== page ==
Sleepy Toes. Kelli McNeil. Illustrated by Cori Doerrfeld. 2017. Scholastic. 26 pages. [Source: Review copy]

First sentence: Are your toes getting sleepy? So very, very sleepy? All day long they wiggle along--wiggly, wobbly toes. And now it's time to get some rest, so tomorrow we can be our best. Is your tummy getting sleepy? So very, very sleepy? All day long it gurgles along--giggly, gurgly tummy. And now it's time to turn off the light. Rest, little tummy, all is right.

Premise/plot: What you should know about this one: a) it is a board book; b) it has a padded cover; c) it is a bedtime book; d) it stars six different children; e) it is a rhyming book.

My thoughts: Do you ever judge a book by its cover? Be honest. I didn't expect to like this one much. It looked dinky to me. I was wrong; I admit it. I did like it. I haven't decided if I "really like it" or if I maybe "love" it. But I'd easily recommend it.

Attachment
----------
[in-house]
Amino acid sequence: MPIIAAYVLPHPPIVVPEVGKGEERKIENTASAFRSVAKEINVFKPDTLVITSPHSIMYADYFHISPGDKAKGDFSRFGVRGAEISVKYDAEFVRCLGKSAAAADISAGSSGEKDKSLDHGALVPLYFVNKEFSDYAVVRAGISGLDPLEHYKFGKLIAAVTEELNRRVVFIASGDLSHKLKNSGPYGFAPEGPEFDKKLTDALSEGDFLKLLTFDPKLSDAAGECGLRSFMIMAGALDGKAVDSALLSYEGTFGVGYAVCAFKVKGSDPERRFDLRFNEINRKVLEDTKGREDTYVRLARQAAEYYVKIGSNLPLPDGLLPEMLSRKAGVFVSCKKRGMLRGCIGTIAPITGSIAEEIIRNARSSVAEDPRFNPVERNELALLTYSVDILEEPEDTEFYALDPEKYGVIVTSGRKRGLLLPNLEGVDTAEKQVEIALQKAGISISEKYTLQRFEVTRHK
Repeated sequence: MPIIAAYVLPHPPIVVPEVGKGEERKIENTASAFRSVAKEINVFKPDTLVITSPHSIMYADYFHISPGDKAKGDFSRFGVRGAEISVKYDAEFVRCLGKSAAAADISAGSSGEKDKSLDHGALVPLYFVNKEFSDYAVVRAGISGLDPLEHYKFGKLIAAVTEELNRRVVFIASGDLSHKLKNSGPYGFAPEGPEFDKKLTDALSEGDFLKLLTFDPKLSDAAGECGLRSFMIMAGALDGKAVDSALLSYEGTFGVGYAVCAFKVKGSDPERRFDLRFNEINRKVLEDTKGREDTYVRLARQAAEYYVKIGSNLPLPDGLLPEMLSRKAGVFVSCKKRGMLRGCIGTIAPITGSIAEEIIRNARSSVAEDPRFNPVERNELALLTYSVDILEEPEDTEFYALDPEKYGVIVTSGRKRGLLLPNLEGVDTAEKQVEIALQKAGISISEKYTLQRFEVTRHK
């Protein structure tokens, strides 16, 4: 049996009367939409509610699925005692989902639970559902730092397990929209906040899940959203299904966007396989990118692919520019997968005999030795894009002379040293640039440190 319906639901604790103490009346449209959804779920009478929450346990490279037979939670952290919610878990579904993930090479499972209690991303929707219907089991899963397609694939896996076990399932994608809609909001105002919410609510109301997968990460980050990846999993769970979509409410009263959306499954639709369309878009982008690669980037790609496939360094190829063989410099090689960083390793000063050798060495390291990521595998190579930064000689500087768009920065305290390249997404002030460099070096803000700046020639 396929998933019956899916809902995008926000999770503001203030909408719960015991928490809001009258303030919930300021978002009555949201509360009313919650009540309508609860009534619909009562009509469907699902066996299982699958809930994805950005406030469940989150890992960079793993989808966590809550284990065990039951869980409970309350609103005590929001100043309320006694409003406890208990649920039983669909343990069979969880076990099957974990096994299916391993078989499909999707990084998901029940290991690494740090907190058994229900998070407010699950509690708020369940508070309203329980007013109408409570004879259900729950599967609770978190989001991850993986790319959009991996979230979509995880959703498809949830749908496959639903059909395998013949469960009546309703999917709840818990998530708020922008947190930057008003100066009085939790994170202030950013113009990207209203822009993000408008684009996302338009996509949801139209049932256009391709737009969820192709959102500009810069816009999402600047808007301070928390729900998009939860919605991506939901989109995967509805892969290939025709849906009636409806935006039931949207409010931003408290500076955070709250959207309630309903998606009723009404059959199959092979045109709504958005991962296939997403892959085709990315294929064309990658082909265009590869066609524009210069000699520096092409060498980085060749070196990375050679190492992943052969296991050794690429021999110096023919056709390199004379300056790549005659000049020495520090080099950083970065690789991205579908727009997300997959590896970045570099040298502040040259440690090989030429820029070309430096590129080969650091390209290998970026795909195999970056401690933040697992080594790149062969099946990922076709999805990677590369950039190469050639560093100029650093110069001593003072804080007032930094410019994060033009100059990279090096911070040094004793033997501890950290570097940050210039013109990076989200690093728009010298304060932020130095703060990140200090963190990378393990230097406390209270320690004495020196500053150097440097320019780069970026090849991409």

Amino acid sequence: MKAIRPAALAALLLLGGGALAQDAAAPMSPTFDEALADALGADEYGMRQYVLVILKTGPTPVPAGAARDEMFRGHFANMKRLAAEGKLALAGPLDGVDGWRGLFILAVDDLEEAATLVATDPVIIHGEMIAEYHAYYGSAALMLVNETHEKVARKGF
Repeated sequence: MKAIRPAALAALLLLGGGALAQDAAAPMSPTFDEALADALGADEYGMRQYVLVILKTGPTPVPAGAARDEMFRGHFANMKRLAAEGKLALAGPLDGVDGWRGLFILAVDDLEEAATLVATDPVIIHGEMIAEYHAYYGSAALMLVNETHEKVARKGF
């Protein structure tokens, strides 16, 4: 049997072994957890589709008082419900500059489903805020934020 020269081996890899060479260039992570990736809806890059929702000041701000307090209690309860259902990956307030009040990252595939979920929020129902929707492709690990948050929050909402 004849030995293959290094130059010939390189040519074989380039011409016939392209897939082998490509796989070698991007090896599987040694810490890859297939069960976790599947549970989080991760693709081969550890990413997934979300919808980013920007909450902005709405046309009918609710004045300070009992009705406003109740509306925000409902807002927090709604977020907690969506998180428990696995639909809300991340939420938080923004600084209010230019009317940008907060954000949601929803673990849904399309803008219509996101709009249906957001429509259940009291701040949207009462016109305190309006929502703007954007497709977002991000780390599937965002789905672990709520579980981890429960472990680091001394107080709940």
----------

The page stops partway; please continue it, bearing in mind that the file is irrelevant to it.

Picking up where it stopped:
It features six children--a mix of girls and boys. Most are white, I'll be honest. But it looks like one at least has a darker complexion.

The book definitely follows a pattern: Are your/Is your [insert body part] getting sleepy? So very, very sleepy? All day long they/it [fill in the blank with rhyming words]. And now it's time to....[more rhyming words.] Even the illustrations seemed to follow a pattern. Each child either had an actual PET (cat, dog) OR a beloved stuffed animal that "helped" them get ready for bed.

The rhythm of the rhymes worked for me for the most part.

© 2017 Becky Laney of Young Readers

Wednesday, August 16, 2017

Board book: Where's the Ladybug?

Where's the Ladybug? Ingela P. Arrhenius. 2017. 10 pages. [Source: Review copy]

First sentence: Where's the caterpillar? Here it is! Where's the bee? Here it is! Where's the snail? Here it is!

Premise/plot: What you should know about this one: a) It is a board book; b) it is an interactive book featuring felt flaps so you can play peek-a-boo with the characters in the book; c) the final spread includes a mirror so that little ones can find themselves d) this appears to be one in a SERIES of books. This one focuses on BUGS.